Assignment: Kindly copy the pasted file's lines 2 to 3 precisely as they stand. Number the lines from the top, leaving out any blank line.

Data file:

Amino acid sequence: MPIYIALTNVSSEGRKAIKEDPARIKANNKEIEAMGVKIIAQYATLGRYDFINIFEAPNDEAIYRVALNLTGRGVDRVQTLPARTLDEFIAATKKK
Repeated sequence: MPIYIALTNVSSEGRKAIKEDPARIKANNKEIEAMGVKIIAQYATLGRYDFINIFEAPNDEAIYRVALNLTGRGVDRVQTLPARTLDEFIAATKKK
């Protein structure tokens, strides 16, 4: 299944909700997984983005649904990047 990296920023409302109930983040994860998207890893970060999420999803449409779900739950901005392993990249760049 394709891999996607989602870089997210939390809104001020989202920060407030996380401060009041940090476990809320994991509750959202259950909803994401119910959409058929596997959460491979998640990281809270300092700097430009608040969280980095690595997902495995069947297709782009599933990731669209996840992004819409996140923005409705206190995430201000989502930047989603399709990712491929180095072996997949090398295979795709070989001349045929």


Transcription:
Repeated sequence: MPIYIALTNVSSEGRKAIKEDPARIKANNKEIEAMGVKIIAQYATLGRYDFINIFEAPNDEAIYRVALNLTGRGVDRVQTLPARTLDEFIAATKKK
């Protein structure tokens, strides 16, 4: 299944909700997984983005649904990047 990296920023409302109930983040994860998207890893970060999420999803449409779900739950901005392993990249760049 394709891999996607989602870089997210939390809104001020989202920060407030996380401060009041940090476990809320994991509750959202259950909803994401119910959409058929596997959460491979998640990281809270300092700097430009608040969280980095690595997902495995069947297709782009599933990731669209996840992004819409996140923005409705206190995430201000989502930047989603399709990712491929180095072996997949090398295979795709070989001349045929």